The ping of a hammer on steel is an unforgettable sound. I used to equate it with farriers, shoeing horses. When my son became an artisan blacksmith, I learned it is also the sound of hammering hooks, hinges and door handles. Upon hearing that a film called “Cousin Jules” was about a blacksmith, my husband bought tickets to a small viewing. I was tired, and part of me wished we had not committed to going out. By the end of the hour and a half, we were so refreshed and energized that we came home and sent and responded to emails until one o’clock in the morning! The next day, after less sleep than usual, we were still full of energy. What made the difference?
Most movies today are fast-paced with multiple images crowding the screen. I leave the theatre drained. Within a few days, I have forgotten the plot and can barely remember the title. The experience of seeing “Cousin Jules” (which will be available by DVD in late May) is just the opposite. The plot is unimportant, but the cinéma vérité brings you into the life of the French peasant couple in their late 80s. She sits on a chair outside and peels potatoes. He works the bellows of the forge with his left arm so accustomed to the task, it appears isolated from the rest of his body. They eat in silence, but for a few unimportant phrases like, “it’s hot,” or, “You want some more?” (All in subtitles.)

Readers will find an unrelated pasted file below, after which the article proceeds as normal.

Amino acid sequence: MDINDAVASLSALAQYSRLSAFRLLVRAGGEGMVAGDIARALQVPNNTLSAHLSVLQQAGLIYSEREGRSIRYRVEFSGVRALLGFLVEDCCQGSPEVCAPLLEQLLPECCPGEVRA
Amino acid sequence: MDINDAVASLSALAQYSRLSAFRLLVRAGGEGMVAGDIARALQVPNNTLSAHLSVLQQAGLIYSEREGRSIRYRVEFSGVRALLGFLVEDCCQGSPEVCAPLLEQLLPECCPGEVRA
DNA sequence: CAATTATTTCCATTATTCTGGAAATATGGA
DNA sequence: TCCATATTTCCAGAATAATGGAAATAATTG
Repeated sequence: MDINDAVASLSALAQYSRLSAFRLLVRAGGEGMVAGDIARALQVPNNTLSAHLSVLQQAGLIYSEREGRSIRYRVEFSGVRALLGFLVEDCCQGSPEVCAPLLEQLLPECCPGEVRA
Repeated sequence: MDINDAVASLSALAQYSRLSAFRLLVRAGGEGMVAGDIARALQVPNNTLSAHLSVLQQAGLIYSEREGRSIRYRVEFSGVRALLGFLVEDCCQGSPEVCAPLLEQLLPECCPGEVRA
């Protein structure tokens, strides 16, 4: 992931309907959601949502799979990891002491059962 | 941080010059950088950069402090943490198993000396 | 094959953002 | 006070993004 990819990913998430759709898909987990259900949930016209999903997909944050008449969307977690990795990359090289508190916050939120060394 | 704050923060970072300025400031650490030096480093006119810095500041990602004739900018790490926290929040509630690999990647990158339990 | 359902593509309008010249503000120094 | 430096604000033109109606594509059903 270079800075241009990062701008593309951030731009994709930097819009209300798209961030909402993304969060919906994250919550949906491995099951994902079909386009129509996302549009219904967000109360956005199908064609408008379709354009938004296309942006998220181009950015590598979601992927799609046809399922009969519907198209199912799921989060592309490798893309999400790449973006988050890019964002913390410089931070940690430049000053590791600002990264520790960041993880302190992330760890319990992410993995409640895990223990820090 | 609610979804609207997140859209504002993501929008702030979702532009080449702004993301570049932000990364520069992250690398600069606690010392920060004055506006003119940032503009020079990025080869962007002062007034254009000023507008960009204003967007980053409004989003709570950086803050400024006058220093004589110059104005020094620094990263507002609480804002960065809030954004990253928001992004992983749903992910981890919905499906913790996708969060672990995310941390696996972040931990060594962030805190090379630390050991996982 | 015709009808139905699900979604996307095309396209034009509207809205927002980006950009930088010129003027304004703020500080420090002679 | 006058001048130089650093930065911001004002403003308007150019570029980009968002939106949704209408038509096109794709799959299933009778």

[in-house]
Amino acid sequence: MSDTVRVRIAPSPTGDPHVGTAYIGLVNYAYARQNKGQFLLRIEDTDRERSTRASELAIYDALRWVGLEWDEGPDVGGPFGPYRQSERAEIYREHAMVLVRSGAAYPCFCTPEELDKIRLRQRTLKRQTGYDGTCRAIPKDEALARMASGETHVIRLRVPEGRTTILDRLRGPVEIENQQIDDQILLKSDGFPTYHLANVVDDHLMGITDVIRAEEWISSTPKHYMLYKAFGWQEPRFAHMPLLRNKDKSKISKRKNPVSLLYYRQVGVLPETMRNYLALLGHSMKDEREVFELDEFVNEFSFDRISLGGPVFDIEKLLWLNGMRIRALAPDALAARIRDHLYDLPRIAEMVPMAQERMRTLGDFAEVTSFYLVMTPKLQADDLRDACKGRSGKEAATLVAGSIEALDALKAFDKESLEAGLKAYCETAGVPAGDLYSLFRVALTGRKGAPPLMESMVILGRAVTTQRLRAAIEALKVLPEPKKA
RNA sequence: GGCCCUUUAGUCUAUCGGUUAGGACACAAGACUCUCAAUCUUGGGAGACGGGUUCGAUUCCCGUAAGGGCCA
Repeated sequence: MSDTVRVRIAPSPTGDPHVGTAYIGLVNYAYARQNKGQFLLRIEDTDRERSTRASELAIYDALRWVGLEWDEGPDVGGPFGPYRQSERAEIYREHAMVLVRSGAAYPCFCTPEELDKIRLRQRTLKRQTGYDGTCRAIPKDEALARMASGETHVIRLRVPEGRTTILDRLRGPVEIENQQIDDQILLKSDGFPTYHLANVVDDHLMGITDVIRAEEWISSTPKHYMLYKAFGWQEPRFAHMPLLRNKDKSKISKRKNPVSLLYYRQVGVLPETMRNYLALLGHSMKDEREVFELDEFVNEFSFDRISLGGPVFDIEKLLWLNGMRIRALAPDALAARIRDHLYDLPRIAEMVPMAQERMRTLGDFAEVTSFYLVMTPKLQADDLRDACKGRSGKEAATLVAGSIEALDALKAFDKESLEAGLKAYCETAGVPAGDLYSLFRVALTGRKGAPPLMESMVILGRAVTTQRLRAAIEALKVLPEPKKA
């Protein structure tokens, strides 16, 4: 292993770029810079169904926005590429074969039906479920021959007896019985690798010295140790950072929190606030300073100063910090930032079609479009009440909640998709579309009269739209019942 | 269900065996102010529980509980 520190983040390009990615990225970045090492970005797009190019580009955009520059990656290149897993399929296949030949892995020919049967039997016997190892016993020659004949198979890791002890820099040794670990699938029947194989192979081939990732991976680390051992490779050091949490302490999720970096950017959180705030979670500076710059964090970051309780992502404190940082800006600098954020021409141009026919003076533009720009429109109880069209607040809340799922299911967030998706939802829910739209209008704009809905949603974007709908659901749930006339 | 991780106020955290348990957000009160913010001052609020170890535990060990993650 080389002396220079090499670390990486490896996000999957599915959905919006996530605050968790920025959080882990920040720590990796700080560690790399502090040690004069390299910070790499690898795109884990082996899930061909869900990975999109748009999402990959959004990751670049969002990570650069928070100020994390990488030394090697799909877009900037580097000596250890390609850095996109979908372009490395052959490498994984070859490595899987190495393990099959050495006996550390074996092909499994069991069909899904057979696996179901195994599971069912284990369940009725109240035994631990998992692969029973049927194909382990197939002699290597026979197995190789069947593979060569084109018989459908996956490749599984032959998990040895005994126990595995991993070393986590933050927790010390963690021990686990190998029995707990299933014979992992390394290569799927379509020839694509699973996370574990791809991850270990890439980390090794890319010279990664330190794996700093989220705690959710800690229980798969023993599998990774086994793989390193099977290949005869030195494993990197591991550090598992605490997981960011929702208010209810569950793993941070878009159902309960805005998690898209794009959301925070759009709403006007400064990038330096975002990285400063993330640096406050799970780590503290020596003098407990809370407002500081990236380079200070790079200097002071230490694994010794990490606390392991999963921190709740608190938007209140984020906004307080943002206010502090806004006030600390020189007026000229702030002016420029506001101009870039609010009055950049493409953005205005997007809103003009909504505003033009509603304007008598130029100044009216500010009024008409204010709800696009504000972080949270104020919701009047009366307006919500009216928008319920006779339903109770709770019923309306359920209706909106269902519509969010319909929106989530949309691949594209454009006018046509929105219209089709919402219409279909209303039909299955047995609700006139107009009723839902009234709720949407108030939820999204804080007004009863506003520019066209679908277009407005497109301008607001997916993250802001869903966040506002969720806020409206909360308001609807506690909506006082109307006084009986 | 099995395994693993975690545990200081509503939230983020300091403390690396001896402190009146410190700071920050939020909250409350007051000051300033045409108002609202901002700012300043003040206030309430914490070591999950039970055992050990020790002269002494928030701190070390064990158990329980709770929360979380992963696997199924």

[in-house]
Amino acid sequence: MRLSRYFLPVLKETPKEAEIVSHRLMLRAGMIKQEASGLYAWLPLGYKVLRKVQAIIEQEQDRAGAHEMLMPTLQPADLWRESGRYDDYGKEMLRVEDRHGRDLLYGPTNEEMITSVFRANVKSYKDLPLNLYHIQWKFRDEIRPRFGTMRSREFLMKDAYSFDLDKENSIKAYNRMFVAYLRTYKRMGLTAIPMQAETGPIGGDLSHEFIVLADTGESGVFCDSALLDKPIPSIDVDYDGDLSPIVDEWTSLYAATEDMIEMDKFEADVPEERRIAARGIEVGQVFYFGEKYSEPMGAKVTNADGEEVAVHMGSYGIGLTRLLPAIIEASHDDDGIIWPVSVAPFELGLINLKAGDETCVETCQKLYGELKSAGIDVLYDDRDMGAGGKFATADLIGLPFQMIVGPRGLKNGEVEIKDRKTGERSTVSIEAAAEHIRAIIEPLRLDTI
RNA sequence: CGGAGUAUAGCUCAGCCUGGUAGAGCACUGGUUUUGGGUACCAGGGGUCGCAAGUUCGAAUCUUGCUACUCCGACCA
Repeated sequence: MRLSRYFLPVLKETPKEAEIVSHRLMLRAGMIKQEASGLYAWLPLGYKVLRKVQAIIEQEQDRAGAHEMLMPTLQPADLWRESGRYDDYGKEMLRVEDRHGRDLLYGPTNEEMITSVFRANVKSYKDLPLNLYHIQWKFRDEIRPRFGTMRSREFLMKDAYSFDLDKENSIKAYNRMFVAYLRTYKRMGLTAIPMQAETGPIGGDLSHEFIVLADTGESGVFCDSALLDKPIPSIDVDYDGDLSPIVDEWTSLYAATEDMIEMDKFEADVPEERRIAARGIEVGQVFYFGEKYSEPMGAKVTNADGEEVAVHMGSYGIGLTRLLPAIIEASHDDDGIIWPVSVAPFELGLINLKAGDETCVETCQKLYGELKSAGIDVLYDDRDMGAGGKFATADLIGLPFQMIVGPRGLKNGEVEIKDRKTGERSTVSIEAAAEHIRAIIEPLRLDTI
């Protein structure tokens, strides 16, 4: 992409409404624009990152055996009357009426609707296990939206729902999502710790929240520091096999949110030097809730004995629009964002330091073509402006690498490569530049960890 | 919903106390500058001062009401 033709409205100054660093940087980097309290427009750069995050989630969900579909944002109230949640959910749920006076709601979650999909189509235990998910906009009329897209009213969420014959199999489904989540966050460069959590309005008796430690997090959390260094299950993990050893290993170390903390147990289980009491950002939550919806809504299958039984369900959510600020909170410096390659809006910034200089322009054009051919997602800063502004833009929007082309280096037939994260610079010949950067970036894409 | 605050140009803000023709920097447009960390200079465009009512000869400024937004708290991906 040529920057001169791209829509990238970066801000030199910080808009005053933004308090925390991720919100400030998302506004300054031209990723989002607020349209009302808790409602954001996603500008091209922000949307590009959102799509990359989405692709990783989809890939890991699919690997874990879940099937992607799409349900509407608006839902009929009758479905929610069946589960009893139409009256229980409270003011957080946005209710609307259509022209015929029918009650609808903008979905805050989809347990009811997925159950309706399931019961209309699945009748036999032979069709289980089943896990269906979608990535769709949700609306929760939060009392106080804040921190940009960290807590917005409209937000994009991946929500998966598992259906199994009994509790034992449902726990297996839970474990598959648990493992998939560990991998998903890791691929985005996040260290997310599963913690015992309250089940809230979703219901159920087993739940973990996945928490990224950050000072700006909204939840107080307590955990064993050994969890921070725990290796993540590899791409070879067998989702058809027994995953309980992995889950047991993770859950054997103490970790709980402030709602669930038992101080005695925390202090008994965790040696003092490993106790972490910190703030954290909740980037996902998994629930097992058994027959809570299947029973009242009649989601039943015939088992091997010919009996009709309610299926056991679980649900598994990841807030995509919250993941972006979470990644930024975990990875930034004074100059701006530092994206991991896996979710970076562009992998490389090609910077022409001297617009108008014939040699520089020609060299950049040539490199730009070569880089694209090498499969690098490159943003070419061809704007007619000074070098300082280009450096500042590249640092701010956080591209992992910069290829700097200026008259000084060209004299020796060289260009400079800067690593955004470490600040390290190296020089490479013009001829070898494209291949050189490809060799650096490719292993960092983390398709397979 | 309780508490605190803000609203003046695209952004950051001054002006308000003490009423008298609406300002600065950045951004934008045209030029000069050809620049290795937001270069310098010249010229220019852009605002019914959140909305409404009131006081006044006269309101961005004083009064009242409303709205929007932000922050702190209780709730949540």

What moved me was the pace and simplicity. Throughout the film, the camera barely left their property, panning out on a few occasions over an unremarkable line of trees along the horizon, and a graveyard upon a hill. Otherwise, it focused on their hands, their faces, and the basic activities of cutting bread, dipping a bucket into a well for water, eating and shaving. You might think it boring, but it was not.
The effect of watching such beautiful cinematography was like meditating for an hour and a half. My mind was clear as we drove home. The usual list of “to dos” had vanished from my psychic terrain of responsibility, and I felt inwardly spacious. Paul and I reviewed little details of the movie as if savoring chocolate truffles. I was reminded of the need for space in every day. Simple pleasures give the deepest benefit. Every moment is sacred.
What do you do to create space in your life?